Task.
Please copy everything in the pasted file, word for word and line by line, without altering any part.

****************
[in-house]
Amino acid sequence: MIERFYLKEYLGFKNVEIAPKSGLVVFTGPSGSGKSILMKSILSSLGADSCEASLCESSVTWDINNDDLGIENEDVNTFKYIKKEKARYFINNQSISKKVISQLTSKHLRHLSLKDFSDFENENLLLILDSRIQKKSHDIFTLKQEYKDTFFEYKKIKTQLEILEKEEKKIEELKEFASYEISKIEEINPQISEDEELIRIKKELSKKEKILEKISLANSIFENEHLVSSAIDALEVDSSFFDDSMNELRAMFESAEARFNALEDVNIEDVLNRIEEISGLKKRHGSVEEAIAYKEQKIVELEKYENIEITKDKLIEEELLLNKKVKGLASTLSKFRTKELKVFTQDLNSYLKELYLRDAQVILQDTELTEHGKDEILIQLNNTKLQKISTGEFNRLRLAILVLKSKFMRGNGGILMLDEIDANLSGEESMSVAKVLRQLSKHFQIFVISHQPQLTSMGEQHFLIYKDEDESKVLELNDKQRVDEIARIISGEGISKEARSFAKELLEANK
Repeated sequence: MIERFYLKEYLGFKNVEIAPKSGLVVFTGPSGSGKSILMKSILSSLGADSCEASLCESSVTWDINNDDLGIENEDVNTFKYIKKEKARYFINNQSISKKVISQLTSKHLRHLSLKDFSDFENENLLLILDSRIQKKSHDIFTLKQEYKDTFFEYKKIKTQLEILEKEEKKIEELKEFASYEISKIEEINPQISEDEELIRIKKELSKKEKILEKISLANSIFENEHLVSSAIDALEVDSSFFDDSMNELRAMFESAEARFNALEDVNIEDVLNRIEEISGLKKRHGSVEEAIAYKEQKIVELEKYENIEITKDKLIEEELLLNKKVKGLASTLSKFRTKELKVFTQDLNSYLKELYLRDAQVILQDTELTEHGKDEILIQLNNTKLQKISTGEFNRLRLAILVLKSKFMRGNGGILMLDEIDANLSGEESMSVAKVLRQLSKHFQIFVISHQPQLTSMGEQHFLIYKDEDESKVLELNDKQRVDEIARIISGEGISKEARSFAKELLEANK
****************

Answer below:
[in-house]
Amino acid sequence: MIERFYLKEYLGFKNVEIAPKSGLVVFTGPSGSGKSILMKSILSSLGADSCEASLCESSVTWDINNDDLGIENEDVNTFKYIKKEKARYFINNQSISKKVISQLTSKHLRHLSLKDFSDFENENLLLILDSRIQKKSHDIFTLKQEYKDTFFEYKKIKTQLEILEKEEKKIEELKEFASYEISKIEEINPQISEDEELIRIKKELSKKEKILEKISLANSIFENEHLVSSAIDALEVDSSFFDDSMNELRAMFESAEARFNALEDVNIEDVLNRIEEISGLKKRHGSVEEAIAYKEQKIVELEKYENIEITKDKLIEEELLLNKKVKGLASTLSKFRTKELKVFTQDLNSYLKELYLRDAQVILQDTELTEHGKDEILIQLNNTKLQKISTGEFNRLRLAILVLKSKFMRGNGGILMLDEIDANLSGEESMSVAKVLRQLSKHFQIFVISHQPQLTSMGEQHFLIYKDEDESKVLELNDKQRVDEIARIISGEGISKEARSFAKELLEANK
Repeated sequence: MIERFYLKEYLGFKNVEIAPKSGLVVFTGPSGSGKSILMKSILSSLGADSCEASLCESSVTWDINNDDLGIENEDVNTFKYIKKEKARYFINNQSISKKVISQLTSKHLRHLSLKDFSDFENENLLLILDSRIQKKSHDIFTLKQEYKDTFFEYKKIKTQLEILEKEEKKIEELKEFASYEISKIEEINPQISEDEELIRIKKELSKKEKILEKISLANSIFENEHLVSSAIDALEVDSSFFDDSMNELRAMFESAEARFNALEDVNIEDVLNRIEEISGLKKRHGSVEEAIAYKEQKIVELEKYENIEITKDKLIEEELLLNKKVKGLASTLSKFRTKELKVFTQDLNSYLKELYLRDAQVILQDTELTEHGKDEILIQLNNTKLQKISTGEFNRLRLAILVLKSKFMRGNGGILMLDEIDANLSGEESMSVAKVLRQLSKHFQIFVISHQPQLTSMGEQHFLIYKDEDESKVLELNDKQRVDEIARIISGEGISKEARSFAKELLEANK